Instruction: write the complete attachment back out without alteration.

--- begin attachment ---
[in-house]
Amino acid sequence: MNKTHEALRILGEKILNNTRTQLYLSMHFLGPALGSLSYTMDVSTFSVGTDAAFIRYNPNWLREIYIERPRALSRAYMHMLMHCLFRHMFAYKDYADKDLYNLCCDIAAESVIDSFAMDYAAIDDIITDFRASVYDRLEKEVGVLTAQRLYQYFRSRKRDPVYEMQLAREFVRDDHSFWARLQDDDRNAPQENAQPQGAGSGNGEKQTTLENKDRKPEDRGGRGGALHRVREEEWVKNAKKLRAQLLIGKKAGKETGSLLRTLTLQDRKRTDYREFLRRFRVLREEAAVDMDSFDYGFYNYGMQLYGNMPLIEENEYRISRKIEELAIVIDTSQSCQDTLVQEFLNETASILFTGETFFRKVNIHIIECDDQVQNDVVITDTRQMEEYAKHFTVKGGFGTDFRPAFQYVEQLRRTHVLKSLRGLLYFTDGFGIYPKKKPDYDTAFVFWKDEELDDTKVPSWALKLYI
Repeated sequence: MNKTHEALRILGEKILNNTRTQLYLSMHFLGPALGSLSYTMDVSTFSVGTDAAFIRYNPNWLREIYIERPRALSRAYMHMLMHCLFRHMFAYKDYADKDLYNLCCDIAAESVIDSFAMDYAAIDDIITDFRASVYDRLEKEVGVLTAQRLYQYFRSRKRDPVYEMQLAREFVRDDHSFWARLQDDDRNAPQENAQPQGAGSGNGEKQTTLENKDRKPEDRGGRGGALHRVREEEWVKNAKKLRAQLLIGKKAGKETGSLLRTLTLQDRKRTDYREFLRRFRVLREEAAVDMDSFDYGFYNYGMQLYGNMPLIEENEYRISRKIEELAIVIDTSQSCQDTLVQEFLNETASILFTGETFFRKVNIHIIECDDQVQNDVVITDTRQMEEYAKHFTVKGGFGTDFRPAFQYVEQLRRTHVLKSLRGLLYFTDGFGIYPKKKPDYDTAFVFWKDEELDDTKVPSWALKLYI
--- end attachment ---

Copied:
[in-house]
Amino acid sequence: MNKTHEALRILGEKILNNTRTQLYLSMHFLGPALGSLSYTMDVSTFSVGTDAAFIRYNPNWLREIYIERPRALSRAYMHMLMHCLFRHMFAYKDYADKDLYNLCCDIAAESVIDSFAMDYAAIDDIITDFRASVYDRLEKEVGVLTAQRLYQYFRSRKRDPVYEMQLAREFVRDDHSFWARLQDDDRNAPQENAQPQGAGSGNGEKQTTLENKDRKPEDRGGRGGALHRVREEEWVKNAKKLRAQLLIGKKAGKETGSLLRTLTLQDRKRTDYREFLRRFRVLREEAAVDMDSFDYGFYNYGMQLYGNMPLIEENEYRISRKIEELAIVIDTSQSCQDTLVQEFLNETASILFTGETFFRKVNIHIIECDDQVQNDVVITDTRQMEEYAKHFTVKGGFGTDFRPAFQYVEQLRRTHVLKSLRGLLYFTDGFGIYPKKKPDYDTAFVFWKDEELDDTKVPSWALKLYI
Repeated sequence: MNKTHEALRILGEKILNNTRTQLYLSMHFLGPALGSLSYTMDVSTFSVGTDAAFIRYNPNWLREIYIERPRALSRAYMHMLMHCLFRHMFAYKDYADKDLYNLCCDIAAESVIDSFAMDYAAIDDIITDFRASVYDRLEKEVGVLTAQRLYQYFRSRKRDPVYEMQLAREFVRDDHSFWARLQDDDRNAPQENAQPQGAGSGNGEKQTTLENKDRKPEDRGGRGGALHRVREEEWVKNAKKLRAQLLIGKKAGKETGSLLRTLTLQDRKRTDYREFLRRFRVLREEAAVDMDSFDYGFYNYGMQLYGNMPLIEENEYRISRKIEELAIVIDTSQSCQDTLVQEFLNETASILFTGETFFRKVNIHIIECDDQVQNDVVITDTRQMEEYAKHFTVKGGFGTDFRPAFQYVEQLRRTHVLKSLRGLLYFTDGFGIYPKKKPDYDTAFVFWKDEELDDTKVPSWALKLYI